There are some interesting parts like
I grilled them on some basic questions to bring you a Web-in-Indonesia primer. But before we get to those, here’s what impressed me the most about this small-but-tightly-knit community: It’s incredibly collegial. Plenty of research has shown that the biggest reason Silicon Valley beat Boston as a venture capital and startup hot spot was because culturally it was open, trading employees, funding, mentorship and ideas among competitors. It’s not uncommon to see Web competitors in the Valley having dinner together and generally discussing business challenges, before they go back to the office for some late night coding to bury one another in the market.I laughed so hard reading this! But then it was eye opening when the author found they do the same thing in Indonesia. Maybe, just maybe, that's the key point to listen to competitors and improve ourself to be better than them? Hmm, it's a little tricky here, better than but not, please don't try to become something alike. By that way, the whole competitions will become more and more competitive and then finally, users will benefit from that. Such a great way of doing thing, at least in theory.
Also, as Indonesia is a (going strong) developing country, its Internet userbase is also growing with 8% of the population, approximate 20 million people (the numbers in Vietnam are 23% and almost 20 million, limited to users using computers only). The pricing in Indonesia is also low with even prepaid BES/BIS (really?) and Blackberries (read: smartphones) are used commonly.
Okie, that's the infrastructure (signal coverage, services and devices) but actually, I think there are problems with our (Vietnamese) developers, with entrepreneurs' business plan. In Indonesia, the situation is quite the same: people don't want to pay for web, most of them don't have credit cards or any other electrical-enabled paying methods. So, what did they (Indonesian developers) do? They build a useful service for free initially and plan ahead to generate revenue later. Twitter as an example, it's 4 years old with cash flow positive (recently) but it hasn't been being profit, just yet. Of course, taking Twitter - a global phenomenon - as an example is not really appropriate but the point is: it takes time to be successful in web business (it also takes a lot of money, needless to say).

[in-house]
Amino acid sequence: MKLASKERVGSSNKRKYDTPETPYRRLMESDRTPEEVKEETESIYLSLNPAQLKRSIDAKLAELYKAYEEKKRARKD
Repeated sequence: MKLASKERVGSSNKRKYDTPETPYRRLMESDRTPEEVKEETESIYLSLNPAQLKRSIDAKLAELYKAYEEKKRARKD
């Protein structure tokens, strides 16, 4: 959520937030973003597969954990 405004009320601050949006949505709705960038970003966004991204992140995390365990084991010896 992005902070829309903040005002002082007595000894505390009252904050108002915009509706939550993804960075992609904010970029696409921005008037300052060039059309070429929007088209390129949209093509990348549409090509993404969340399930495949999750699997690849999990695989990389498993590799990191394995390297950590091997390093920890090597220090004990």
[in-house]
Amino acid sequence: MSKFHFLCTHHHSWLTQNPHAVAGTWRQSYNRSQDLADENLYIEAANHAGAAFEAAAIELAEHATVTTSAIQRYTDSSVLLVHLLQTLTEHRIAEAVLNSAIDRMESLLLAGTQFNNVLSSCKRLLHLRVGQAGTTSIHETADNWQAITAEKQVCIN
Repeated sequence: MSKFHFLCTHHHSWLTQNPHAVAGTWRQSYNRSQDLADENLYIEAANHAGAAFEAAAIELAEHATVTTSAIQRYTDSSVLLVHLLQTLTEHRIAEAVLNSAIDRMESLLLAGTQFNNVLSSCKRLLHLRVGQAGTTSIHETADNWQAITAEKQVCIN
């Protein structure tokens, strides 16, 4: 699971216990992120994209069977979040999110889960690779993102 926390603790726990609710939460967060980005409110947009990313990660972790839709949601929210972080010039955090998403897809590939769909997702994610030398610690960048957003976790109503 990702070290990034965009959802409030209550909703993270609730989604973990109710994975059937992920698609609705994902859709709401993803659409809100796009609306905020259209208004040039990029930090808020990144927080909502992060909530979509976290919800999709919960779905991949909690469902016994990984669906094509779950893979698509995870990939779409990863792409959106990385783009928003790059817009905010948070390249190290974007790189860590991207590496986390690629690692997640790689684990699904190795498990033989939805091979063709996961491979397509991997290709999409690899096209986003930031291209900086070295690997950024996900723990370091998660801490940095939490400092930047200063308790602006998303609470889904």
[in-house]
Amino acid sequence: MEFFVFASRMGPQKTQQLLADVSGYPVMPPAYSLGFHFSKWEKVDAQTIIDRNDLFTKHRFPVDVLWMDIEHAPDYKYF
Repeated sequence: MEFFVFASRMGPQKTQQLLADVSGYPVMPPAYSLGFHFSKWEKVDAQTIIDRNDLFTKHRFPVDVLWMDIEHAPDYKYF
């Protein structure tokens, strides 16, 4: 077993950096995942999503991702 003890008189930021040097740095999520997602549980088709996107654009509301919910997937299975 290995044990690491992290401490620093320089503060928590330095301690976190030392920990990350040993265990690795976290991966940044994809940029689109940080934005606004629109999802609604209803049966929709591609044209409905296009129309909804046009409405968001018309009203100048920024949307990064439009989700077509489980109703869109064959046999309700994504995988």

Okie, that how others did things, how Vietnamese companies are doing now? I think we are being influenced by Chinese ways of doing thing (yes, those fcukers!). Chinese companies have the tradition of ripping off Western success models and make their own versions in Chinese and for Chinese people. Journalists even have a word for that: copycat. We are doing the same. Exactly the same way. Both in web businesses and a few others (I think it's not correct to say "everything", hopefully). Anybody heard about Go.vn social network? It sucks. And the new FPT mobile, F99? It sucks, too. Those 2 examples are from Vietnam, let's take a look at our fellows from China. Check out this two sites: Groupon (made in US) and Groupon (made in China) (the Chinese clone managed to rip off the domain name as well). Another lovely couple: Facebook and Xiaonei or Renren. Oh, don't forget those low price iPhone clones from China also. China is the master of cloning and Vietnam is learning from the friendly neighbor really fast. Real fast...
We will see how everything's going. In the mean time, check out the special corner for 3G customers from VietNamNet with a lot of hot sh!t: http://vietnamnet.vn/3g/